When you fear you’ve been exposed to a sexually transmitted disease (STD), it’s very difficult to concentrate on much else until you find out whether or not you’ve actually been infected. That fear can be a good motivator, though, as the majority of people who do have STDs aren’t aware of it; in fact, according to a 2019 Centers for Disease Control and Prevention report, less than 30% of those at elevated risk of exposure to HIV, the virus that causes AIDS, had ever been tested in their lives.

There are many options for getting yourself tested if you think you’ve been exposed or you’re among the group federal health officials recommend get tested. (FYI, this group includes most people — the CDC says everyone between the ages of 13 and 64 should be screened for HIV at least once in their lives.)

One popular option is visiting an urgent care center, such as those operated by many local hospital groups or clinics run by major chains like Walgreens and CVS. Let’s take a look at the advantages and downsides of seeking STD testing at an urgent care center, though it’s important to note that visiting an urgent care center for an STD test won’t necessarily reduce the length of time it takes to get results because of the nature of STD testing.

Doctor’s Office or Urgent Care?

For those who have a primary care physician, they might assume their doctor’s office is the best place to get tested for an STD, and there’s no doubt that for many people, that’s true. But about one-quarter of Americans lack a primary care provider and even those who do might not want to call up their doctor’s office to make an appointment for an STD screening.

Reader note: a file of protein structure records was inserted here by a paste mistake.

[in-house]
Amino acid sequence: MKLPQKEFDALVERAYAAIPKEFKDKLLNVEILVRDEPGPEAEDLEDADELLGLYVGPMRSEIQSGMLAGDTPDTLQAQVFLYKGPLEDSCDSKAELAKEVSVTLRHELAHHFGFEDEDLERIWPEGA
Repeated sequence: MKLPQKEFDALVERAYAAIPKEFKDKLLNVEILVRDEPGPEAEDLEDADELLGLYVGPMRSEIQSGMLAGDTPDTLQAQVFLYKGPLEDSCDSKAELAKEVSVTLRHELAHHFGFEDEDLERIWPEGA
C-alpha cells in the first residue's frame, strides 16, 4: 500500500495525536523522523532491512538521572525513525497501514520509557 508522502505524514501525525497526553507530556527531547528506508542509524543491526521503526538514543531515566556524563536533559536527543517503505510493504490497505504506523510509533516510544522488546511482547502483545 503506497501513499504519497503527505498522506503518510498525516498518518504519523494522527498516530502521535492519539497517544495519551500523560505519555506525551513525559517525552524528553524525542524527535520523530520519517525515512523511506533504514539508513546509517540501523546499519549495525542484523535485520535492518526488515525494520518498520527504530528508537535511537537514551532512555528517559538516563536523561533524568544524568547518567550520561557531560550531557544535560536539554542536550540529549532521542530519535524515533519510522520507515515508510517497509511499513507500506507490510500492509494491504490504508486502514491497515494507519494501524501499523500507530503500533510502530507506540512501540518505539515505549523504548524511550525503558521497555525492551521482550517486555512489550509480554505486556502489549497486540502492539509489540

Even for those with who have an established relationship with a family doctor, visiting the practice’s office to get an STD screening involves calling and making an appointment and, potentially, feeling embarrassed that this is a service they need. That may be an unreasonable feeling (about half of all sexually active people will get an STD by their 25th birthday), but it’s enough to stop many people from seeing their family doctors for these kinds of sexual health services.

In addition to avoiding the potential awkwardness of seeing your longtime doctor for an STD test, making an appointment at a busy healthcare provider’s office could mean you’ll need to wait days or even weeks for an available slot, and if you have reason to believe you’ve been exposed to an STD, that wait could be unbearable. Most urgent care clinics are designed to allow for walk-in services, so you won’t need to wait for days or take time off work to fit a doctor’s appointment into your calendar.

Additionally, most urgent care facilities have similar practices with regard to insurance, so you likely won’t face higher costs than if you’d gone to your doctor, while others are far cheaper than physician’s offices and for those who are concerned about discretion, many are cheap enough to pay for in cash.

The other big benefit of an urgent care facility for STD testing is that it may provide a one-stop shop, both taking your sample and sending it away for testing as well as administering the treatment you need to clear up the infection, though this will depend on the facility as well as what infections you may have tested positive for.

Urgent Care Options

You’ll be the best judge of what facilities or clinics exist in your local area, but there are a few places that are commonly available across the country that can provide urgent care STD testing.